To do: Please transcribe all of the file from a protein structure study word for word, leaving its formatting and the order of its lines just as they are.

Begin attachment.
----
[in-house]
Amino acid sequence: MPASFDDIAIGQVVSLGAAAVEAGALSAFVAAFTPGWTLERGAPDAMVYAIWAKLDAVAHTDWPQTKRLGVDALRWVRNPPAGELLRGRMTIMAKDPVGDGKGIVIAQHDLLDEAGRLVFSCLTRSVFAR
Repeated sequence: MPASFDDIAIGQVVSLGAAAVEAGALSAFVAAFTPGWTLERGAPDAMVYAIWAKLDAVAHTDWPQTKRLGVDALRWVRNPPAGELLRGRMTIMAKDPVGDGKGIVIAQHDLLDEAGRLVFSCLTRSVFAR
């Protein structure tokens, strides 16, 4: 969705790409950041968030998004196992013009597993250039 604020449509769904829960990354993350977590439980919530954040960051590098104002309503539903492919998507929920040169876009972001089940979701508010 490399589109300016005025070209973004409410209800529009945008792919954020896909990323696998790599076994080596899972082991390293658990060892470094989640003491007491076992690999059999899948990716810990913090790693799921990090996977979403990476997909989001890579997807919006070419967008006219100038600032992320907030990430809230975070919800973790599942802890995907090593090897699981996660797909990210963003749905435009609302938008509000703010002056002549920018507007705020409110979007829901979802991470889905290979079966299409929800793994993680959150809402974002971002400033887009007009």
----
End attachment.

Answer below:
[in-house]
Amino acid sequence: MPASFDDIAIGQVVSLGAAAVEAGALSAFVAAFTPGWTLERGAPDAMVYAIWAKLDAVAHTDWPQTKRLGVDALRWVRNPPAGELLRGRMTIMAKDPVGDGKGIVIAQHDLLDEAGRLVFSCLTRSVFAR
Repeated sequence: MPASFDDIAIGQVVSLGAAAVEAGALSAFVAAFTPGWTLERGAPDAMVYAIWAKLDAVAHTDWPQTKRLGVDALRWVRNPPAGELLRGRMTIMAKDPVGDGKGIVIAQHDLLDEAGRLVFSCLTRSVFAR
């Protein structure tokens, strides 16, 4: 969705790409950041968030998004196992013009597993250039 604020449509769904829960990354993350977590439980919530954040960051590098104002309503539903492919998507929920040169876009972001089940979701508010 490399589109300016005025070209973004409410209800529009945008792919954020896909990323696998790599076994080596899972082991390293658990060892470094989640003491007491076992690999059999899948990716810990913090790693799921990090996977979403990476997909989001890579997807919006070419967008006219100038600032992320907030990430809230975070919800973790599942802890995907090593090897699981996660797909990210963003749905435009609302938008509000703010002056002549920018507007705020409110979007829901979802991470889905290979079966299409929800793994993680959150809402974002971002400033887009007009």